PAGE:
Gaming the economy

Political leaders in the developed world want economic growth but instead they are maximising ‘False GDP’, increasing resource consumption rather than increasing national financial prosperity. This problem is independent of the fact that GDP does not measure the wellbeing of a country’s population. GDP was only ever meant to perform the important role of estimating a nation’s financial prosperity. Financial prosperity is not sufficient for wellbeing, and in well-documented cases throughout history has even  reduced wellbeing, including life expectancy. (Yes, I’m writing a book about it, see below).

Failure to detect the flaws in official GDP figures is consistent with the observations of Professor John Kay of the London School of Economics confirming that few economists understand GDP any more. See his remarks here and here).

‘False GDP’ misleads policymakers because of the relatively new practice of judging ‘growth’ on recent official quarterly estimates of GDP. This means that fixed asset investment looms large as a component of this ‘False GDP’ before it has fulfilled its purpose of creating prosperity in future years. Unfortunately the fastest-growing and most profitable fixed asset investments are not included because they are too hard to measure or estimate. This causes policymakers to divert capital investment to easily-measurable but less profitable capital assets such as new production capacity for export, high speed rail, and hub airports. These are inferior to the ‘intangible fixed assets’ which are the investments of choice for major enterprises and which employ more and more labour in developed economies. When the capital investments start to generate (or destroy) value added in later years the national accounts will reflect it and the bias in their initial inclusion no longer distorts the figures – but by that time democratic governments have stood or fallen on the basis of short-duration False GDP measures and the economy has been harmed by unprofitable capital investment and missed opportunities.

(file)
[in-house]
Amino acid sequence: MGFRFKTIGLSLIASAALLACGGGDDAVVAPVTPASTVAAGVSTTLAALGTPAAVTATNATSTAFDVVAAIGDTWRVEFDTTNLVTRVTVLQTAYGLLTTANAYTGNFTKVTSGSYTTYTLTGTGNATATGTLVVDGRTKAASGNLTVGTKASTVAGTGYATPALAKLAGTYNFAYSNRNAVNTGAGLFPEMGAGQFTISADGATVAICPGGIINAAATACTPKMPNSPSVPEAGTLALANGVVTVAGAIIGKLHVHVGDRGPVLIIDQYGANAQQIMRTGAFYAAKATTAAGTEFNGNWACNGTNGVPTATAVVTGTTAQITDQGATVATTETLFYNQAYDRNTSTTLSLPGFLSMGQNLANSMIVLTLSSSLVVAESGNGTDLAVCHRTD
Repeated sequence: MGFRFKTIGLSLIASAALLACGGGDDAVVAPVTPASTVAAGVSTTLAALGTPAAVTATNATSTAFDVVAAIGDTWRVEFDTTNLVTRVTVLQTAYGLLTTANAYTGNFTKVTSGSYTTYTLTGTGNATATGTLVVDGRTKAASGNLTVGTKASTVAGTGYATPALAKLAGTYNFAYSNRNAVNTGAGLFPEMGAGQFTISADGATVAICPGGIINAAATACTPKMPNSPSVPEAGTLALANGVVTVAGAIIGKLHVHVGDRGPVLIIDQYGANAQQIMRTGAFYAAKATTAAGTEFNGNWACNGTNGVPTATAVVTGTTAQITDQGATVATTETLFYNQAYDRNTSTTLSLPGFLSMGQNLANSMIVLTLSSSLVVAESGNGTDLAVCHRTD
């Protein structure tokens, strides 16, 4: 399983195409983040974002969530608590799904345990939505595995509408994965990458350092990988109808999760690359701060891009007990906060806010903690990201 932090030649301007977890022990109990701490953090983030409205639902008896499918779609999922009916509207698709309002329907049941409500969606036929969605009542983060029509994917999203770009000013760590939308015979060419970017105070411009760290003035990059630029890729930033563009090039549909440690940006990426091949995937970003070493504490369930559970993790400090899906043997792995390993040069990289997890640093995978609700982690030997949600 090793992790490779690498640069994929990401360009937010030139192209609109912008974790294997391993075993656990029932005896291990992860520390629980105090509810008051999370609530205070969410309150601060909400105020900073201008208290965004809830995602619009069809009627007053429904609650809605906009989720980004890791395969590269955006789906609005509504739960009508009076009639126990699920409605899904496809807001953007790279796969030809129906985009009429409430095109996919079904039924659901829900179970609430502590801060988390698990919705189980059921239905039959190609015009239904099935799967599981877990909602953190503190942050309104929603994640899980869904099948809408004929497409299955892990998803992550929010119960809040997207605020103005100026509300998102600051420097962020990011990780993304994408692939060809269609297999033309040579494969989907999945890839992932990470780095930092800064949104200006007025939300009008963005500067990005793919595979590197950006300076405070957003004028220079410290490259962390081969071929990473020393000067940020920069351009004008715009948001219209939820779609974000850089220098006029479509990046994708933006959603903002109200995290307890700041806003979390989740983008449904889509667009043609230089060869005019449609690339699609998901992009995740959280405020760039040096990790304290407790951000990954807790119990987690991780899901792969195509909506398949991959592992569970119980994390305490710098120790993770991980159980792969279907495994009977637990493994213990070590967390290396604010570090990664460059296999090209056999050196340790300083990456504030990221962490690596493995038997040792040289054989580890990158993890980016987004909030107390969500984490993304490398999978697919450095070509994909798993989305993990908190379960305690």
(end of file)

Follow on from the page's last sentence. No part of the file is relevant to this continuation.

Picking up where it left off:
The solution is to use other non-audited indicators for managing the economy and for quickly judging results. As long ago as the 1990s private sector industry stopped using cumbersome ‘financial accounting’ indicators such as accounts receivable to manage a business and developed ‘management accounting’ indicators instead.

To clarify the nature of economic growth and prosperity, Hugh Small’s forthcoming Giving Away the Planet goes back to the Stone Age origins of the economy, informed by the last few years’ startling discoveries about human evolution. This is a topic neglected by many economic historians who (disagreeing with both Adam Smith and Karl Marx) believe that innovation and the free market only began with the agricultural and industrial revolutions of the 16th and 17th centuries.

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